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How a healthy church can spiral — quickly — into dysfunction

Churches are more like organisms than they are organizations.

By Sam S. Rainer III

tornadoOf course, organizational management is important in churches. Finances, staff reviews and operations are among the many management activities in the church.

Ultimately, however, churches are alive. Biblically, the church is a body. As a functioning organism, the church body is always changing. Like our own bodies, the church either becomes healthier or less healthy. Churches grow. Or they start dying. Congregations may plateau for a season. But no church remains static in perpetuity.

Like an organism, when church health declines, it typically does so slowly. But there are cases when an otherwise healthy person experiences a sudden deterioration. Healthy churches can also experience a sharp decline in health. There are cases of healthy churches quickly becoming dysfunctional. Below are five ways I’ve seen churches spiral downward quickly, almost overnight.

  1. Killer gossip. There is a reason gossip and murder are listed together in Romans 1. Gossip kills. While every church probably has a gossip or two waiting to ambush an unsuspecting soul, killer gossip is a more sinister monster. Killer gossip is more than a Twitter rant or an intentionally misleading question (“Did you hear what the preacher said at his son’s baseball game?”). Killer gossip has as its goal the complete destruction of another person. This kind of gossip destroys families, careers, and churches. It’s viral and can spread so quickly through the church body that it leaves a permanent sickness — one ultimately resulting in death.
  1. A silent majority during a moment of crisis. A small group (it’s usually less than a dozen) can do a lot of damage in any church. Heathy churches can spiral quickly, however, when this small group takes advantage of a crisis in the church to get their way. The crisis magnifies their voice and power. If the silent majority does not speak out against this kind of power play, then a healthy church can become dysfunctional in a short time period.
  1. Moral failure of a pastor. Few disasters affect a healthy body like the moral failure of a key leader. Indeed, even the healthiest of churches will likely struggle through the after-effects of leader’s moral failure. Unfortunately, there are too many examples of healthy churches becoming dysfunctional following a moral failure in leadership.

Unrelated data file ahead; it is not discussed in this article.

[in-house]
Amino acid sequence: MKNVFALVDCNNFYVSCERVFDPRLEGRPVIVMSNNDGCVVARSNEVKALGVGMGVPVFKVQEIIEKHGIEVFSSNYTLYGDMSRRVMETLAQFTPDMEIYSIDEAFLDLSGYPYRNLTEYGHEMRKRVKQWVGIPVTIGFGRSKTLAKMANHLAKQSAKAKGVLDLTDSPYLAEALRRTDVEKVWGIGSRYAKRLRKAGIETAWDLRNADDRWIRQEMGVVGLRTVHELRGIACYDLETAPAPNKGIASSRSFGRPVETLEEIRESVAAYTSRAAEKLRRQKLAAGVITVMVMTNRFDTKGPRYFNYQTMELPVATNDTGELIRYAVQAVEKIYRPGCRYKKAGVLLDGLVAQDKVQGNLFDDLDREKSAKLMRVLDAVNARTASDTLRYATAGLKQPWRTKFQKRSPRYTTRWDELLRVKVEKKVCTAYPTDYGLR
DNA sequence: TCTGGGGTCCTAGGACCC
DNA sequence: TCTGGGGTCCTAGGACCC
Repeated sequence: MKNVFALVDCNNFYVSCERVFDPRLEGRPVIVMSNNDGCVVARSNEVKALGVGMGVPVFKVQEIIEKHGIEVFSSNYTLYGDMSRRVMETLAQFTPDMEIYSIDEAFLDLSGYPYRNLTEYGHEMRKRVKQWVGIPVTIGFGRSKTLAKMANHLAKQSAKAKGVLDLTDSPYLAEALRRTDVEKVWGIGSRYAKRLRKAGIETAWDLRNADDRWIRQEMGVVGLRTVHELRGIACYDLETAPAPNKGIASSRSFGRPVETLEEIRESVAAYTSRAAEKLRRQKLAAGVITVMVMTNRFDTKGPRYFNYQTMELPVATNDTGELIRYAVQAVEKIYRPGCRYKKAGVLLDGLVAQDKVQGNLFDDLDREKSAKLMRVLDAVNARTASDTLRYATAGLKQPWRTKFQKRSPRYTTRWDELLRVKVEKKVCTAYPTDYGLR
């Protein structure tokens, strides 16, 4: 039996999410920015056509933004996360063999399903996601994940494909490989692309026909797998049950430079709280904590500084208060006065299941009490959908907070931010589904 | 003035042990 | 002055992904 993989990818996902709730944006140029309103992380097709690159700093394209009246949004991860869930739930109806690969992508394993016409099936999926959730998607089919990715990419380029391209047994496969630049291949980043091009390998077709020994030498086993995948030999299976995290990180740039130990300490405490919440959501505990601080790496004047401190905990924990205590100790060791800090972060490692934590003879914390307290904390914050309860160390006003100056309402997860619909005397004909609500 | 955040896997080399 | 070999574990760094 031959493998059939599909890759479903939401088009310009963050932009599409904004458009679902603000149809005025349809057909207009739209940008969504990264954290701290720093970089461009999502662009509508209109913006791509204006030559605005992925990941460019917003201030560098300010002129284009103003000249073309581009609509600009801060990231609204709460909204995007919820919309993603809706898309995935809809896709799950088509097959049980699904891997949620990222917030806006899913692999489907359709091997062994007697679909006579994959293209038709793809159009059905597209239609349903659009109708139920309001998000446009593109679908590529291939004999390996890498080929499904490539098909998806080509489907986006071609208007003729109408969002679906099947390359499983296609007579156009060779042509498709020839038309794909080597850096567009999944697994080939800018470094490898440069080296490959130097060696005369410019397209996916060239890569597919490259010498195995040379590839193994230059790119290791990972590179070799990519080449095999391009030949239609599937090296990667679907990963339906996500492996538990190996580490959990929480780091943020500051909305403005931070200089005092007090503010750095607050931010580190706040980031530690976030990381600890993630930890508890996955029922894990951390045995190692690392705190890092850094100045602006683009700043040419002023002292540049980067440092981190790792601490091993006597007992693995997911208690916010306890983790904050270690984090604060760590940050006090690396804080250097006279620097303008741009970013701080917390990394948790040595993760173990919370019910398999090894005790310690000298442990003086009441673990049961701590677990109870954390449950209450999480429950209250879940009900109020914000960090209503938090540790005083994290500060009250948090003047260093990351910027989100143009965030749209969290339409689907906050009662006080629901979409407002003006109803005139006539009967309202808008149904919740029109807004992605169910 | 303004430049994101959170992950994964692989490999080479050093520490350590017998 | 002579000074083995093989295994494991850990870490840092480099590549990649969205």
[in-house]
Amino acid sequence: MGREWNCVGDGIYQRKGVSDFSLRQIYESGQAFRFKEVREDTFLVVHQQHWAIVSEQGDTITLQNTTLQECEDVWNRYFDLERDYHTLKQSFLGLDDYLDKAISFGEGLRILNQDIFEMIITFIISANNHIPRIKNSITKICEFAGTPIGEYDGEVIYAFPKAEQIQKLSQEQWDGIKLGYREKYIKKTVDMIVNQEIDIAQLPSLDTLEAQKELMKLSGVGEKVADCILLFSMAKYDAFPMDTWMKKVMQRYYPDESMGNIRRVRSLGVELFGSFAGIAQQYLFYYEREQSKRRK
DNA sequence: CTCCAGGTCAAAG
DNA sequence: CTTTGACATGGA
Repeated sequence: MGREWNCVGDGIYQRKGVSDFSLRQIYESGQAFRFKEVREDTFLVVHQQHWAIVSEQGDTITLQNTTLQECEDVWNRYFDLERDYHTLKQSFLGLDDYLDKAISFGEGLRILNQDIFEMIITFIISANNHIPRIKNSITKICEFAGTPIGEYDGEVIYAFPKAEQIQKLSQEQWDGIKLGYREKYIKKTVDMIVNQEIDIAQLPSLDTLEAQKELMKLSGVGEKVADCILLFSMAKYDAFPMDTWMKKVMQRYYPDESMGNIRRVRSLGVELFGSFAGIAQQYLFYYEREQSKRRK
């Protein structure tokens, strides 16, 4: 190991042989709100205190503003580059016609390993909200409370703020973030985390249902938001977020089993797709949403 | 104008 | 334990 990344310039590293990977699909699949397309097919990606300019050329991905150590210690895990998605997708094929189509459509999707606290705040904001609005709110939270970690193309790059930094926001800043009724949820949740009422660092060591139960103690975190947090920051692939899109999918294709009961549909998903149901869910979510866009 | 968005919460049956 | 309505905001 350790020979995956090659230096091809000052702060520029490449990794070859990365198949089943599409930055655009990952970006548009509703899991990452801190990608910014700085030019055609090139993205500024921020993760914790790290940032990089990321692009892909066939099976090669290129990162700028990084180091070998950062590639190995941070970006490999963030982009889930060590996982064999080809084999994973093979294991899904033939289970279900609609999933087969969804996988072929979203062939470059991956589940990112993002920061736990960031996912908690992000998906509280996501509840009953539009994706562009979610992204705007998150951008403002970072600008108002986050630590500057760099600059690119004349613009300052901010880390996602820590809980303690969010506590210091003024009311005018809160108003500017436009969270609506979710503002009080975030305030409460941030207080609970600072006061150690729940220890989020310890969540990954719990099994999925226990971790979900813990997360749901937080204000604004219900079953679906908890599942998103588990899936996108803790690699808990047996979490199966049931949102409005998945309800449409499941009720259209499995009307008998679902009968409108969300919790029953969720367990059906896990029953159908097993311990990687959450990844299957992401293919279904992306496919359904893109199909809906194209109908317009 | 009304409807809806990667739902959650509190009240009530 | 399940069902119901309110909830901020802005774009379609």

1. Force majeure event. Force majeure is often used as contract language to free both parties from liability or obligation in the event of a major natural disaster, like a hurricane or flood. When these types of events affect entire communities, churches suffer. For example, when a large manufacturing firm left a small town, it meant most of the community was either unemployed or had to move. Every church in the community struggled. Some became dysfunctional quickly.
  1. A snake is allowed to slither. Evil is real. And it’s not a vague concept. People sin. Sin hurts other people. Not every sinner is a snake, of course. On occasion, however, an evil person enters the body. When you have an unwanted snake in your house, you don’t pet it and ask it nicely to leave. You strike it. Don’t play games with evil. Get rid of it or your church could quickly spiral into dysfunction.

The powers of darkness will attack. In fact, healthy churches should expect evil to oppose an expanding gospel work. Most healthy churches are prepared. But no church should get comfortable. Satan’s goal is to make healthy churches fall . . . quickly.

However, God is infinitely greater. Even the most disastrous of situations do not necessarily lead to dysfunction. In fact, it is the body that will determine whether the infection will spread or cause a response that leads to greater health.

sam_s_rainer_IIISam S. Rainer III serves as president of Rainer Research (rainerresearch.com), a firm dedicated to providing answers for better church health. He also is the senior pastor at Stevens Street Baptist Church in Cookeville, TN. He writes, speaks, and consults on church health issues. You can connect with Sam at @samrainer or at his blog,samrainer.wordpress.com.


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